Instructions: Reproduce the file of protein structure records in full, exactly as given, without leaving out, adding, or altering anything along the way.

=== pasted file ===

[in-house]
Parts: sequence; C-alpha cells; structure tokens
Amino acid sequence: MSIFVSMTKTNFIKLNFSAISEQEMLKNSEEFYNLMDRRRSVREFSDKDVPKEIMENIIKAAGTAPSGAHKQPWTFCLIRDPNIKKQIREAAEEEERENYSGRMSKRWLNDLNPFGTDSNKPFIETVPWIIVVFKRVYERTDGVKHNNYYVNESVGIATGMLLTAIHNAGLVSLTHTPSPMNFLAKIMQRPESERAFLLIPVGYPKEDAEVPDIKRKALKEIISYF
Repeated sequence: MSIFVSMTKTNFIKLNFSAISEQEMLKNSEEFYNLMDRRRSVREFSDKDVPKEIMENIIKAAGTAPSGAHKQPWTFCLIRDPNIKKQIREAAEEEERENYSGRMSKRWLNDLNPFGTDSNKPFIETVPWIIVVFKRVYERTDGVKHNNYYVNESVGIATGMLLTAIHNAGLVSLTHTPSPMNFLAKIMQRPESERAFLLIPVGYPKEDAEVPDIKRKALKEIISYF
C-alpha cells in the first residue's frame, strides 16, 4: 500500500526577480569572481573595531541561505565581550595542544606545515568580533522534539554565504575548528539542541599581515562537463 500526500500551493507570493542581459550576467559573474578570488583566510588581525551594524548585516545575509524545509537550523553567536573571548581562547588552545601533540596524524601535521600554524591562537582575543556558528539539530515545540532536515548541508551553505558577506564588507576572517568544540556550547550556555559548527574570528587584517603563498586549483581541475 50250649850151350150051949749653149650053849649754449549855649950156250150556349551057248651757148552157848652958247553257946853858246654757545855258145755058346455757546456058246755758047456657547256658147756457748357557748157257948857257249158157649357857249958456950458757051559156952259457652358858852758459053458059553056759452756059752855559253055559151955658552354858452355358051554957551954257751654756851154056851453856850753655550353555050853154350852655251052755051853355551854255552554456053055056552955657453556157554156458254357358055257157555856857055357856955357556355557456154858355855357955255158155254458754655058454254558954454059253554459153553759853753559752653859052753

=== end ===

[in-house]
Parts: sequence; C-alpha cells; structure tokens
Amino acid sequence: MSIFVSMTKTNFIKLNFSAISEQEMLKNSEEFYNLMDRRRSVREFSDKDVPKEIMENIIKAAGTAPSGAHKQPWTFCLIRDPNIKKQIREAAEEEERENYSGRMSKRWLNDLNPFGTDSNKPFIETVPWIIVVFKRVYERTDGVKHNNYYVNESVGIATGMLLTAIHNAGLVSLTHTPSPMNFLAKIMQRPESERAFLLIPVGYPKEDAEVPDIKRKALKEIISYF
Repeated sequence: MSIFVSMTKTNFIKLNFSAISEQEMLKNSEEFYNLMDRRRSVREFSDKDVPKEIMENIIKAAGTAPSGAHKQPWTFCLIRDPNIKKQIREAAEEEERENYSGRMSKRWLNDLNPFGTDSNKPFIETVPWIIVVFKRVYERTDGVKHNNYYVNESVGIATGMLLTAIHNAGLVSLTHTPSPMNFLAKIMQRPESERAFLLIPVGYPKEDAEVPDIKRKALKEIISYF
C-alpha cells in the first residue's frame, strides 16, 4: 500500500526577480569572481573595531541561505565581550595542544606545515568580533522534539554565504575548528539542541599581515562537463 500526500500551493507570493542581459550576467559573474578570488583566510588581525551594524548585516545575509524545509537550523553567536573571548581562547588552545601533540596524524601535521600554524591562537582575543556558528539539530515545540532536515548541508551553505558577506564588507576572517568544540556550547550556555559548527574570528587584517603563498586549483581541475 50250649850151350150051949749653149650053849649754449549855649950156250150556349551057248651757148552157848652958247553257946853858246654757545855258145755058346455757546456058246755758047456657547256658147756457748357557748157257948857257249158157649357857249958456950458757051559156952259457652358858852758459053458059553056759452756059752855559253055559151955658552354858452355358051554957551954257751654756851154056851453856850753655550353555050853154350852655251052755051853355551854255552554456053055056552955657453556157554156458254357358055257157555856857055357856955357556355557456154858355855357955255158155254458754655058454254558954454059253554459153553759853753559752653859052753